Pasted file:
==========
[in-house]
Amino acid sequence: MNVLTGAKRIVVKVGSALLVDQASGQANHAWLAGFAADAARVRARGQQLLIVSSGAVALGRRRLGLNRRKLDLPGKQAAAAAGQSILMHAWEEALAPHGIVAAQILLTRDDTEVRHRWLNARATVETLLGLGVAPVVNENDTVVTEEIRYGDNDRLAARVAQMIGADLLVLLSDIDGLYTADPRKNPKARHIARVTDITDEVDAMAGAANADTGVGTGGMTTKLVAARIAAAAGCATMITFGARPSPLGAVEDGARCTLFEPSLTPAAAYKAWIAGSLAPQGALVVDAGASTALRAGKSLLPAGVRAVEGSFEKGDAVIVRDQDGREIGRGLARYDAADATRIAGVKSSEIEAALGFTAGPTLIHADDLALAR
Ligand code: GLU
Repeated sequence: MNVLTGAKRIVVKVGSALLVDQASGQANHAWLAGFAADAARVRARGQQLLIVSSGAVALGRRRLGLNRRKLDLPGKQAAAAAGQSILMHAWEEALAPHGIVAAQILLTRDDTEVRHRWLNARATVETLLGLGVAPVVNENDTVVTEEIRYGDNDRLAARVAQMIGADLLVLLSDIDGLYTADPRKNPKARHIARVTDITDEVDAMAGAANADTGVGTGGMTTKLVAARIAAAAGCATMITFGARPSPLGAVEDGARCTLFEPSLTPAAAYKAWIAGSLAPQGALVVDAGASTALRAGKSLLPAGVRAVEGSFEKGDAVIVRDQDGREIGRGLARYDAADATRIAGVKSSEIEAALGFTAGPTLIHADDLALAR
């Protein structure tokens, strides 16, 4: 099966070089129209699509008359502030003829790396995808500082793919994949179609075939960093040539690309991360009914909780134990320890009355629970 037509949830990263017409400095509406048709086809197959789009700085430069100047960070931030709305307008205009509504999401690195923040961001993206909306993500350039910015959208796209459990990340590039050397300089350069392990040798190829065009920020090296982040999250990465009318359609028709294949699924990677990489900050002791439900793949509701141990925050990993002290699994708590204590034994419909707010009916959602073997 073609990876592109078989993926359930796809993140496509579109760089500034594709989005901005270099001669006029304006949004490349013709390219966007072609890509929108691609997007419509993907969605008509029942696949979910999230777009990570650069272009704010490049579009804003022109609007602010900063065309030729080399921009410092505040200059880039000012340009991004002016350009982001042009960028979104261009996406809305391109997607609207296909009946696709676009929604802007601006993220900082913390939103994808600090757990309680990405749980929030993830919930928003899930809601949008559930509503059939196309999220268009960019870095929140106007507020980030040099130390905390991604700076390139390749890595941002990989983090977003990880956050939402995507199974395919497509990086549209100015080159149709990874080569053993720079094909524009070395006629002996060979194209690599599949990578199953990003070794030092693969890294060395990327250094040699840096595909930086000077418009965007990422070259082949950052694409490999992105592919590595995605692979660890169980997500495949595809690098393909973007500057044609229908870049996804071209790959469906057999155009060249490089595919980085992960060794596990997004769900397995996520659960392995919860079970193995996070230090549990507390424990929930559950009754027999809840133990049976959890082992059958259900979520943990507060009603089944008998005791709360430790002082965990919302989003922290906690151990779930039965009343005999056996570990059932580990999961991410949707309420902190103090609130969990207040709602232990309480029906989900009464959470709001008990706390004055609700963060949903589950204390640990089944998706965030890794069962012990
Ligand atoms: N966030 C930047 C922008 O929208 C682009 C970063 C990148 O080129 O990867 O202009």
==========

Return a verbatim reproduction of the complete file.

[in-house]
Amino acid sequence: MNVLTGAKRIVVKVGSALLVDQASGQANHAWLAGFAADAARVRARGQQLLIVSSGAVALGRRRLGLNRRKLDLPGKQAAAAAGQSILMHAWEEALAPHGIVAAQILLTRDDTEVRHRWLNARATVETLLGLGVAPVVNENDTVVTEEIRYGDNDRLAARVAQMIGADLLVLLSDIDGLYTADPRKNPKARHIARVTDITDEVDAMAGAANADTGVGTGGMTTKLVAARIAAAAGCATMITFGARPSPLGAVEDGARCTLFEPSLTPAAAYKAWIAGSLAPQGALVVDAGASTALRAGKSLLPAGVRAVEGSFEKGDAVIVRDQDGREIGRGLARYDAADATRIAGVKSSEIEAALGFTAGPTLIHADDLALAR
Ligand code: GLU
Repeated sequence: MNVLTGAKRIVVKVGSALLVDQASGQANHAWLAGFAADAARVRARGQQLLIVSSGAVALGRRRLGLNRRKLDLPGKQAAAAAGQSILMHAWEEALAPHGIVAAQILLTRDDTEVRHRWLNARATVETLLGLGVAPVVNENDTVVTEEIRYGDNDRLAARVAQMIGADLLVLLSDIDGLYTADPRKNPKARHIARVTDITDEVDAMAGAANADTGVGTGGMTTKLVAARIAAAAGCATMITFGARPSPLGAVEDGARCTLFEPSLTPAAAYKAWIAGSLAPQGALVVDAGASTALRAGKSLLPAGVRAVEGSFEKGDAVIVRDQDGREIGRGLARYDAADATRIAGVKSSEIEAALGFTAGPTLIHADDLALAR
């Protein structure tokens, strides 16, 4: 099966070089129209699509008359502030003829790396995808500082793919994949179609075939960093040539690309991360009914909780134990320890009355629970 037509949830990263017409400095509406048709086809197959789009700085430069100047960070931030709305307008205009509504999401690195923040961001993206909306993500350039910015959208796209459990990340590039050397300089350069392990040798190829065009920020090296982040999250990465009318359609028709294949699924990677990489900050002791439900793949509701141990925050990993002290699994708590204590034994419909707010009916959602073997 073609990876592109078989993926359930796809993140496509579109760089500034594709989005901005270099001669006029304006949004490349013709390219966007072609890509929108691609997007419509993907969605008509029942696949979910999230777009990570650069272009704010490049579009804003022109609007602010900063065309030729080399921009410092505040200059880039000012340009991004002016350009982001042009960028979104261009996406809305391109997607609207296909009946696709676009929604802007601006993220900082913390939103994808600090757990309680990405749980929030993830919930928003899930809601949008559930509503059939196309999220268009960019870095929140106007507020980030040099130390905390991604700076390139390749890595941002990989983090977003990880956050939402995507199974395919497509990086549209100015080159149709990874080569053993720079094909524009070395006629002996060979194209690599599949990578199953990003070794030092693969890294060395990327250094040699840096595909930086000077418009965007990422070259082949950052694409490999992105592919590595995605692979660890169980997500495949595809690098393909973007500057044609229908870049996804071209790959469906057999155009060249490089595919980085992960060794596990997004769900397995996520659960392995919860079970193995996070230090549990507390424990929930559950009754027999809840133990049976959890082992059958259900979520943990507060009603089944008998005791709360430790002082965990919302989003922290906690151990779930039965009343005999056996570990059932580990999961991410949707309420902190103090609130969990207040709602232990309480029906989900009464959470709001008990706390004055609700963060949903589950204390640990089944998706965030890794069962012990
Ligand atoms: N966030 C930047 C922008 O929208 C682009 C970063 C990148 O080129 O990867 O202009």